One homeowner’s tale of foreclosure relief

    Hundreds of homeowners sought help with mortgage relief at an event at the Philadelphia Convention Center today. The effort is not a government program. It’s run by a nonprofit that cuts deals with mortgage lenders.

    Inside Hall F of the Convention Center, homeowners clutch folders of paperwork and await their turn with a mortgage counselor. Mary Ann Torres of Mays Landing New Jersey sits down across from Patricia Baez, a mortgage counselor with the Neighborhood Assistance Corporation of America, who takes her through her monthly expenses. Baez helps Torres come up with a budget that would convince a lender she can afford a reduced monthly payment in the long term.

    Torres: “Out of this?”

    Baez: “Out of this maybe not much.”

    Torres: “Yeah, we can reduce that food.”

    Baez: “How much?”

    Torres: “Umm, a hundred?”

    But that’s not enough.  She had to lower her dry cleaning and food expenses.

    “My son’s not gonna eat as much as he eats, he can lose the weight believe me,” she said. “And buy no more brand names. And start using coupons, that’s for sure. I stopped using coupons because I didn’t have the time to do it but I will now, I’ll make the time now.”

    Torres bought her house in 2004. She says as long as payments were below $1,000 a month she could afford it. But the interest rate increased, and she lost her monthly child support payments when her son turned 18.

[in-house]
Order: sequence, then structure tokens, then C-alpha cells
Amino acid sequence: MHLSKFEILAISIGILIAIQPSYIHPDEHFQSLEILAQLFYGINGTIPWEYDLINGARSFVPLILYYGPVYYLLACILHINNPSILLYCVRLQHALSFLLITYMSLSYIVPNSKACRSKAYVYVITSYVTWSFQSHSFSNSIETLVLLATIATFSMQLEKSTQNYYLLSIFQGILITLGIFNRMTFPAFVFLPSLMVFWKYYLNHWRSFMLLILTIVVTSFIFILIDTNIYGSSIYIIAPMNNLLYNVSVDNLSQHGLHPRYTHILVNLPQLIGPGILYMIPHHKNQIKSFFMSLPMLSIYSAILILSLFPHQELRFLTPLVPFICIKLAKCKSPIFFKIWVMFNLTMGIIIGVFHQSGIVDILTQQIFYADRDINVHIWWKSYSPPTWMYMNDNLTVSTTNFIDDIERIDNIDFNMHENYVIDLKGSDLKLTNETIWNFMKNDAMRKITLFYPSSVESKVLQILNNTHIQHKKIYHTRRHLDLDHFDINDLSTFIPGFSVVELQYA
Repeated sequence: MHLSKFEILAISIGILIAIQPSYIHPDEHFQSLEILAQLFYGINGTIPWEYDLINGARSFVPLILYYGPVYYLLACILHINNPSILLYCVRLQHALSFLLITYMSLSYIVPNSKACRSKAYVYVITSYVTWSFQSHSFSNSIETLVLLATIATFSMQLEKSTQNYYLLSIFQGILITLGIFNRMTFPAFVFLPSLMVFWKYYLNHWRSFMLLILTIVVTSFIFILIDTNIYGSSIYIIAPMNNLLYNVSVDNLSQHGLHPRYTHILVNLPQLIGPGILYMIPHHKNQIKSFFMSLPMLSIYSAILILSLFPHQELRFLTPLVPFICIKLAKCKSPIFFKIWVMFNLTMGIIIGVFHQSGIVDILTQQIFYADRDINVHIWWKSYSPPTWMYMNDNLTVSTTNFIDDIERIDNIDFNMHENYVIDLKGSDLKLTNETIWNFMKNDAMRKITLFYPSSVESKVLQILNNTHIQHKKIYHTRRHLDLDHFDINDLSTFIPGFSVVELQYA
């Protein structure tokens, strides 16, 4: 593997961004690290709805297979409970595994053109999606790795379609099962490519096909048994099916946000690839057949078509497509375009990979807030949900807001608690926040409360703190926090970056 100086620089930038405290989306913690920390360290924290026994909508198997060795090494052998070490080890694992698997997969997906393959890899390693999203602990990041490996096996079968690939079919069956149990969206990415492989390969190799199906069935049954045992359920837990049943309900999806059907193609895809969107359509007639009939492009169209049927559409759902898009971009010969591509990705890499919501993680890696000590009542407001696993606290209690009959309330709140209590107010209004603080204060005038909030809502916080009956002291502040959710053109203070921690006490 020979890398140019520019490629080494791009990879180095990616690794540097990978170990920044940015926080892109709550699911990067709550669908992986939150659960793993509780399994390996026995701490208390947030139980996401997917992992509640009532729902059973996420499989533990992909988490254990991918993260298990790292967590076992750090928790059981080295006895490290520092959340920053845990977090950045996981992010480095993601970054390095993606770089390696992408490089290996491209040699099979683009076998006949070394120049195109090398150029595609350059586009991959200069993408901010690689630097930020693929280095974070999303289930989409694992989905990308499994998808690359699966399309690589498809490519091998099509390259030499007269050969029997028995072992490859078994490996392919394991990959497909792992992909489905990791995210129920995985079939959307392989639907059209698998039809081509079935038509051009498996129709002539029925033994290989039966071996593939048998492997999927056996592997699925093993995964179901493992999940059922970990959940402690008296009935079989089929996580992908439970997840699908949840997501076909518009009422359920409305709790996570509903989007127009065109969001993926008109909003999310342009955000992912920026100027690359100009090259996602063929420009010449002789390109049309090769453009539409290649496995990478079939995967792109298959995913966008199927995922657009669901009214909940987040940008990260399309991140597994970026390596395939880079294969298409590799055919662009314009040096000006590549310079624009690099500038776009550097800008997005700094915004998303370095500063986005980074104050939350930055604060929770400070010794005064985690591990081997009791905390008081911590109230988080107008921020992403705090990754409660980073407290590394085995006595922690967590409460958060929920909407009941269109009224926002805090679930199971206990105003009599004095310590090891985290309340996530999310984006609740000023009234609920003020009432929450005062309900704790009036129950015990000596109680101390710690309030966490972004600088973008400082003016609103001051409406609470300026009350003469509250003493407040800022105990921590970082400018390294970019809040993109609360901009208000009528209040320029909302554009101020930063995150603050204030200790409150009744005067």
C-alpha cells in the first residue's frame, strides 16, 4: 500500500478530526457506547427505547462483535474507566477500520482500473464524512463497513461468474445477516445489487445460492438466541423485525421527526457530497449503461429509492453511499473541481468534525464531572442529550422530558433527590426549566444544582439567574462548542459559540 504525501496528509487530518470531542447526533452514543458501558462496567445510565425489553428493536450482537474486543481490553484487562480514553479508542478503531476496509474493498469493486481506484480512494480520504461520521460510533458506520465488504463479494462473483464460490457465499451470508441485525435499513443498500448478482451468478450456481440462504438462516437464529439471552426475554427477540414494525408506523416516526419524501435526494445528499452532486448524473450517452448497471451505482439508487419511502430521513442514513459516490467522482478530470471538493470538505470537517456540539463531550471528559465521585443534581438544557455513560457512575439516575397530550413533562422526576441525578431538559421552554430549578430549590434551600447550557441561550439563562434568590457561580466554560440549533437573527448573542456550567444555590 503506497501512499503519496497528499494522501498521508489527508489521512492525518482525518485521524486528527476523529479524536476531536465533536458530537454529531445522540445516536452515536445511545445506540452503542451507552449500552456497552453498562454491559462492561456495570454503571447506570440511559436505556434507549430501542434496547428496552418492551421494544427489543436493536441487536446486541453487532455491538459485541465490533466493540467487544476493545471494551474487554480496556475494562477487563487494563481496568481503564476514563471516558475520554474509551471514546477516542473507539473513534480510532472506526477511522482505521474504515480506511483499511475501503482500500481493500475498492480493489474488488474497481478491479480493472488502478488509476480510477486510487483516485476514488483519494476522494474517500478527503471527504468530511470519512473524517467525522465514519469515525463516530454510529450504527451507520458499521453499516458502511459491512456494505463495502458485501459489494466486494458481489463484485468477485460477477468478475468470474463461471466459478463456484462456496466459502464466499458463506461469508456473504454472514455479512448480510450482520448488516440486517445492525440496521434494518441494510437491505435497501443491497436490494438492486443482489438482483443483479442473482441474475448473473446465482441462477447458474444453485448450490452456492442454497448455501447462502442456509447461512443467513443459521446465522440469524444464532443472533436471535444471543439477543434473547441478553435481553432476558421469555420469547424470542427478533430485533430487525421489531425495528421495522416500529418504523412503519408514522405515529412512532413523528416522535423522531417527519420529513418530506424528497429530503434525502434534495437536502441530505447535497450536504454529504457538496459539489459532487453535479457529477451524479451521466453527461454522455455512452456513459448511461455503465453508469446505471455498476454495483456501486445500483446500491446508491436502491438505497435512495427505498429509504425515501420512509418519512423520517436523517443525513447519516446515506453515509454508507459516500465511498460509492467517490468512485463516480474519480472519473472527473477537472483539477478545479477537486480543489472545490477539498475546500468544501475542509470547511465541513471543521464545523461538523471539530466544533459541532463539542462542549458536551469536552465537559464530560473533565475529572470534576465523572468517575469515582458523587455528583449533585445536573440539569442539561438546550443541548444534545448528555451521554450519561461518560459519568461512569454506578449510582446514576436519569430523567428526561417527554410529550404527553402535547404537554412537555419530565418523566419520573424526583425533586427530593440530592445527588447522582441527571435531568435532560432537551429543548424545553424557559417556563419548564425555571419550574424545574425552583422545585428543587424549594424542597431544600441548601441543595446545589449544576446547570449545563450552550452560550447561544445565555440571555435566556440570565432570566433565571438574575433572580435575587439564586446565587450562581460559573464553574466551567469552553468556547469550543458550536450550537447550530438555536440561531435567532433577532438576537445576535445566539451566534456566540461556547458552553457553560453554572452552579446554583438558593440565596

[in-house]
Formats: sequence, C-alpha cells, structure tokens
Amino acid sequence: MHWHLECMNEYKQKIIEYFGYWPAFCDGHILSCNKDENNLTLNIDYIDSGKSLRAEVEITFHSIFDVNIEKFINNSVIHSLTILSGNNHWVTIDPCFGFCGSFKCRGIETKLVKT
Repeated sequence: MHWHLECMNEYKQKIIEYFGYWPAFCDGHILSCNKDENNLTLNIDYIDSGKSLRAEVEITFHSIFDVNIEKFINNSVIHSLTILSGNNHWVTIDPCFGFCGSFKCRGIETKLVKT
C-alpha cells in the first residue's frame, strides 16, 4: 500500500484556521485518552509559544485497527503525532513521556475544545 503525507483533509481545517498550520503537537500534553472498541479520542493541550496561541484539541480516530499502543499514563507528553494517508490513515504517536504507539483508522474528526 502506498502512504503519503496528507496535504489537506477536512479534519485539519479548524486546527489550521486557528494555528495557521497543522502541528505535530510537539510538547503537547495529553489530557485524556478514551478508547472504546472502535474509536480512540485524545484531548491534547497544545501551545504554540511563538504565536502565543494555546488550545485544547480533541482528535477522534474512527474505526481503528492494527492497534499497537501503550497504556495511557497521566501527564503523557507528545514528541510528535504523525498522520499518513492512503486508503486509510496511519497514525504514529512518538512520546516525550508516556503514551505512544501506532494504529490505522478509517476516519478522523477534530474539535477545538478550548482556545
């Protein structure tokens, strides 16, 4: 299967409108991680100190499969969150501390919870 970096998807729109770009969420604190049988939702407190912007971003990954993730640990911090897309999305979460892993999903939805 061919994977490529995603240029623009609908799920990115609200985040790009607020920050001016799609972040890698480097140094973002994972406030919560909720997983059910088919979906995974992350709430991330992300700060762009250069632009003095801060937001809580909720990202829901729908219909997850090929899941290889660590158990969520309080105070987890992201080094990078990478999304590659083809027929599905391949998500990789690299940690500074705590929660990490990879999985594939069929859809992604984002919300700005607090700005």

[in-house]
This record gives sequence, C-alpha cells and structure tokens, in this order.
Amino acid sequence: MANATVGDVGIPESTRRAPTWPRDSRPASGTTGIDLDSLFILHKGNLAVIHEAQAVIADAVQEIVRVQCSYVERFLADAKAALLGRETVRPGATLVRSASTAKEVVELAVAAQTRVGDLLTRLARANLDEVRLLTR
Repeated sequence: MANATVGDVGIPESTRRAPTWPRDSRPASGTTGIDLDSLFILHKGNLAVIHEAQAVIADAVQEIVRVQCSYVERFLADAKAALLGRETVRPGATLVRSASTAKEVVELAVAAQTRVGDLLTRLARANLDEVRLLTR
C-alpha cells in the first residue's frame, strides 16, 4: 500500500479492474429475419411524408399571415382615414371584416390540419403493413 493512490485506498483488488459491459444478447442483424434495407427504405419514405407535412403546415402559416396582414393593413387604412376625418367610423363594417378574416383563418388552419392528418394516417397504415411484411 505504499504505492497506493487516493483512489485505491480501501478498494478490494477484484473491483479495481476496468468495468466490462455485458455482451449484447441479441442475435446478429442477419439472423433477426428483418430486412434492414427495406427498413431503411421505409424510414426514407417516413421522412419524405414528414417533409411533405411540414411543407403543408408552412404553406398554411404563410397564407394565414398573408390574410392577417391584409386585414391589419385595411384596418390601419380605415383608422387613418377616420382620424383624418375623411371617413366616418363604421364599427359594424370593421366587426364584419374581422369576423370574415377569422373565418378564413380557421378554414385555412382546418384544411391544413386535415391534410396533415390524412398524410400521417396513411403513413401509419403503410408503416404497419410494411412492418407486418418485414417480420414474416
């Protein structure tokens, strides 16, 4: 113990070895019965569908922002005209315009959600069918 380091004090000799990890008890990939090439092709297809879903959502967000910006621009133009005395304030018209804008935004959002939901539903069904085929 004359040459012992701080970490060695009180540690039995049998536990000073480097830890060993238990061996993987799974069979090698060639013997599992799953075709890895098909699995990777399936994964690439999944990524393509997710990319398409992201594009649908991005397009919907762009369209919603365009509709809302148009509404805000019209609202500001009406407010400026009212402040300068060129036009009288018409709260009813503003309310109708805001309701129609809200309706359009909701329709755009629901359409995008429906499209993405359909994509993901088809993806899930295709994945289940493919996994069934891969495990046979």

Baez: “Do you believe your hardship is temporary or permanent?”

    Torres: “Permanent.”

    Baez: “Why do you feel that way?”

    Torres: “Because I haven’t had a raise in three years.”

    Torres’ son still lives at home while he goes to college. Her daughter and young grand daughter also live with her. The counselor makes a calculation.

    “This is your net income, your gross income, car payment, total household expenses, the $200 dollars we take out for savings, and what we are expecting for mortgage payment,” said Baez.

    Torres seems happy that the monthly payment would be lowered by $200 dollars. She moves to another section of the hall and waits to meet with a lender from Wells Fargo.

    But that meeting never happens. Another staffer with the group, Darren Duarte realizes that because her loan is backed by the Federal Housing Administration, the interest rate cannot be lower than the current market rate. The Neighborhood Assistance Corporation of America has deals with various lenders allowing rates as low as two percent, but they can’t make those changes to FHA backed loans.

    But Wells Fargo has already offered her a modification.

    Duarte: “That keeps your payment basically the same but it makes you current if you accept that.”

    Torres: “So you think I should do that?”

    Duarte: “I do because its FHA. We’re fighting the government on that but FHA only allows you to go to the market rate.”

    The group’s founder Bruce Marks says some leave the session a monthly mortgage payment that’s $500 dollars lower. He says he gets lenders on-board with what he calls “nonviolent bank terrorism.” Translation–noisy protests outside the homes of bank executives. He wishes the Obama Administration would take his lead.

    “We were hoping to put ourselves out of business so the government could do the right thing,” he said. “But we know that President Obama is more interested in subsidizing bailing out the banks, than he is in helping the homeowners.”

    The Obama Administration has created mortgage relief programs. But critics say they have not reached enough people, and have suffered from poor implementation.

    Meanwhile, Torres will have to come up with $1200 dollars a month to keep her home.

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